NTLMv2 NT Authenication


Windows NT SP4 introduced NTLMv2 Authentication which implements 128bit
encrypted keys and provides for a method to eliminate LANMAN hashes for NT
clients. LANMAN Password authenication is easy to
attack since it uses upper-case letters (reducing the set from 52 to 26 letters)
and limiting password length to 7 characters (effectively from a dictionary
attack viewpoint). To modify LANMAN values:

Hive: HKEY_LOCAL_MACHINE
Key: SYSTEM\CurrentControlSet\Control\LSA
Name:
LMCompatibilityLevel
Type: REG_DWORD
Value: 5 : DC refuses LM and NTLM responses (accepts only
NTLMv2)
Value: 4 : DC refuses LM
responses
Value: 3 : Send NTLMv2
response only
Value: 2 : Send NTLM
response only
Value: 1 : Use NTLMv2
session security if negotiated
Value: 0 : default – Send LM response and NTLM response;
never use NTLMv2 session security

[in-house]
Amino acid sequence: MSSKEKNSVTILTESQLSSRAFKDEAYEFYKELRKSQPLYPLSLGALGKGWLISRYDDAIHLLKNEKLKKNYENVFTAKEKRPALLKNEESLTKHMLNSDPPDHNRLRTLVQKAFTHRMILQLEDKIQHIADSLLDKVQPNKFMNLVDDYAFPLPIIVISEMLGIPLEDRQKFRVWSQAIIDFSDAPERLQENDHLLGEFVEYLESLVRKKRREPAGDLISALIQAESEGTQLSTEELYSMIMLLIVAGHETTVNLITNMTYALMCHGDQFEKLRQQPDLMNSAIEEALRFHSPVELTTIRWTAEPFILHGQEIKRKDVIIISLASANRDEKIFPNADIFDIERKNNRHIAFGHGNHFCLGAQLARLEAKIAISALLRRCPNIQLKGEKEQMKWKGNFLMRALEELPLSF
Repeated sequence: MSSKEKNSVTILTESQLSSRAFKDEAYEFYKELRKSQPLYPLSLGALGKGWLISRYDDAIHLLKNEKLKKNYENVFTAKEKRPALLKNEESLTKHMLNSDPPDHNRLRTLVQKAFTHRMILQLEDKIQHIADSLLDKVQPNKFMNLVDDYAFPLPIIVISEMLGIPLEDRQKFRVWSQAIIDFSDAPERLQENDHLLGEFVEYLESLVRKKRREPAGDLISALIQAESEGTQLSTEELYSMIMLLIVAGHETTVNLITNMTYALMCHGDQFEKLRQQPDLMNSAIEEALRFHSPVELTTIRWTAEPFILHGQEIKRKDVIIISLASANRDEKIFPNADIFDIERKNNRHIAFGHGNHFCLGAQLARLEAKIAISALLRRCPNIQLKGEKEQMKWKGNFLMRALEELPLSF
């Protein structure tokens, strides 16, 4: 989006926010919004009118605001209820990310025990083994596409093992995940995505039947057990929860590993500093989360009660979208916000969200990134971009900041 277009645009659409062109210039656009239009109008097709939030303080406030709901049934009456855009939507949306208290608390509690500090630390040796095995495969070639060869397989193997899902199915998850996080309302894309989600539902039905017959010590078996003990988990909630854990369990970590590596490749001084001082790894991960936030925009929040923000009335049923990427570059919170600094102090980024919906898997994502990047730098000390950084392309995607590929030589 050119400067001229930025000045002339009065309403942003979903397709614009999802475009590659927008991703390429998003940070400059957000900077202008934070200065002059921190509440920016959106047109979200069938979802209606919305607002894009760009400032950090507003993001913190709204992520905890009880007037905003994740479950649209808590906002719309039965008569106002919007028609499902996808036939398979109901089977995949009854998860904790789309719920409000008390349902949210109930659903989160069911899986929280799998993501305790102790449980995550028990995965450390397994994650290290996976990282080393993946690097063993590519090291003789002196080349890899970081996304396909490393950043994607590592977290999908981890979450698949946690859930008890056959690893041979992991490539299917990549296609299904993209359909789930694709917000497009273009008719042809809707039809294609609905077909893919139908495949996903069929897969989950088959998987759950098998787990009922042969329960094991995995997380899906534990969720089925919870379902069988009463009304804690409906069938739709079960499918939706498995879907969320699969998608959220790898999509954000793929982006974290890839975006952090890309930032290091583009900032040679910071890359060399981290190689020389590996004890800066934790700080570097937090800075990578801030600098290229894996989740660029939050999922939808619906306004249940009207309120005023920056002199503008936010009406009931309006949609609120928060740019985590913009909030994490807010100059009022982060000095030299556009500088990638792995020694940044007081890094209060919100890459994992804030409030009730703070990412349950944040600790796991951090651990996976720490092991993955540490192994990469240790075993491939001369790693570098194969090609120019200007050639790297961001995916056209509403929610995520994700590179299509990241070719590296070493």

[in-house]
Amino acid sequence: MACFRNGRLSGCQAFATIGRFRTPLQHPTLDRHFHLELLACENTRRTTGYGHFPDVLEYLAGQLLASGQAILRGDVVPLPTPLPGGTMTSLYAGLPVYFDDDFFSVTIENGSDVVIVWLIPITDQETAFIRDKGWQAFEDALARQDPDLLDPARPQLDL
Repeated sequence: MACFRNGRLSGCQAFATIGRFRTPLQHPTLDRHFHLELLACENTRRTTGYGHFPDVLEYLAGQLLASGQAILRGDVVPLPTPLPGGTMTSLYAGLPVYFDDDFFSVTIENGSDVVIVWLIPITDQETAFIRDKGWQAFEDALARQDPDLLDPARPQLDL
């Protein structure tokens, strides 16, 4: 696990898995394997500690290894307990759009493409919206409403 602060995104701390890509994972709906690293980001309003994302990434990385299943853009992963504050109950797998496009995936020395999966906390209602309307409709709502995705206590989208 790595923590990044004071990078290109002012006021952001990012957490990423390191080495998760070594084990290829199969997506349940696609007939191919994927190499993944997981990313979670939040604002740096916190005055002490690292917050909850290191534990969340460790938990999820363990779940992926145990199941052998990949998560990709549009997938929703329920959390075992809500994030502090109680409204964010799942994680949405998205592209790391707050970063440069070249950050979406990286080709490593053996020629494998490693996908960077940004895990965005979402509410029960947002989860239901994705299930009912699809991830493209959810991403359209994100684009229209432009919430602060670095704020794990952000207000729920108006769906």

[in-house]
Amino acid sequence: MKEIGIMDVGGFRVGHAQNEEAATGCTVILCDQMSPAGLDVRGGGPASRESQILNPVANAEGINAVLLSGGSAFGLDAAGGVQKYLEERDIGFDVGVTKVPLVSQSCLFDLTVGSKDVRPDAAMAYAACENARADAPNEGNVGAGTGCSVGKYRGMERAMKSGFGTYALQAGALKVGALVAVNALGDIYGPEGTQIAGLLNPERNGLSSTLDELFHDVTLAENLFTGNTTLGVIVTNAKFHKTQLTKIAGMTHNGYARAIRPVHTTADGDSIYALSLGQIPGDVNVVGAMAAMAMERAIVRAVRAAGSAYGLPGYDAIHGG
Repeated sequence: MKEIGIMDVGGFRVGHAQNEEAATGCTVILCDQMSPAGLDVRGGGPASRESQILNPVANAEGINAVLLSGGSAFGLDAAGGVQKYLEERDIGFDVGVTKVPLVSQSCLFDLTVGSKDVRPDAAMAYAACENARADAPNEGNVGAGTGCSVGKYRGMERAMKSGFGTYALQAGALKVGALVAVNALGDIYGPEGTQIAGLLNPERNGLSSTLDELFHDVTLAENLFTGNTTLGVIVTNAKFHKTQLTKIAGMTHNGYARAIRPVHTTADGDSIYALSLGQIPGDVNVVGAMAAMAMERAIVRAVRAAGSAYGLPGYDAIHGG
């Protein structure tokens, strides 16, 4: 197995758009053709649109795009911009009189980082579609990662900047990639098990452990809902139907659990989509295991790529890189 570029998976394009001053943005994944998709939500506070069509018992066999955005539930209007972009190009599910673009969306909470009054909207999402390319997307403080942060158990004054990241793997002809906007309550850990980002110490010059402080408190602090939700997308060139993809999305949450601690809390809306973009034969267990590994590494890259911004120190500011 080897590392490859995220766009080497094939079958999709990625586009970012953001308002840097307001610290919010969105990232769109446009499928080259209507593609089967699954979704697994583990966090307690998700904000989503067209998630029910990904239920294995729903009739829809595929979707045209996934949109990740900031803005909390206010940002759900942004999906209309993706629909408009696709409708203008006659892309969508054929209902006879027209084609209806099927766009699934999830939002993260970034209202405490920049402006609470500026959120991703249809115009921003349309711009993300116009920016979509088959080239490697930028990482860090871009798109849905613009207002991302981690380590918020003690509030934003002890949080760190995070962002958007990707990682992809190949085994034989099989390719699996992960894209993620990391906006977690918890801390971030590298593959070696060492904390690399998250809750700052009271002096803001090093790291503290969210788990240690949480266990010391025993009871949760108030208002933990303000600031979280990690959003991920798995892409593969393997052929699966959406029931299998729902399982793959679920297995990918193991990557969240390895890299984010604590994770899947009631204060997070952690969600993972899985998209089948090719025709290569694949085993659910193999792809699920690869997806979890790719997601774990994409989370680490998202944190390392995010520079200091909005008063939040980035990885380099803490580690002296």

You MUST read KB Q147706 –
How to Disable LM Authentication on Windows NT
to understand compatibility
issues. Its lists gotchas and implementation suggestions. SP4 added levels 3-5
and added considerable complexity. Also see Q175641 –
LMCompatibilityLevel and Its Effects

For commercial networks, I suggest setting LMCompatibilityLevel to 1 on
all NT workstations and servers. NTLMv2 will be used when possible and allow
LANMAN compatibility for Win9x and Mac clients. In high-risk networks, set
LMCompatibilityLevel to 5 – eliminiates Win9x and its weak authenication
requirements.

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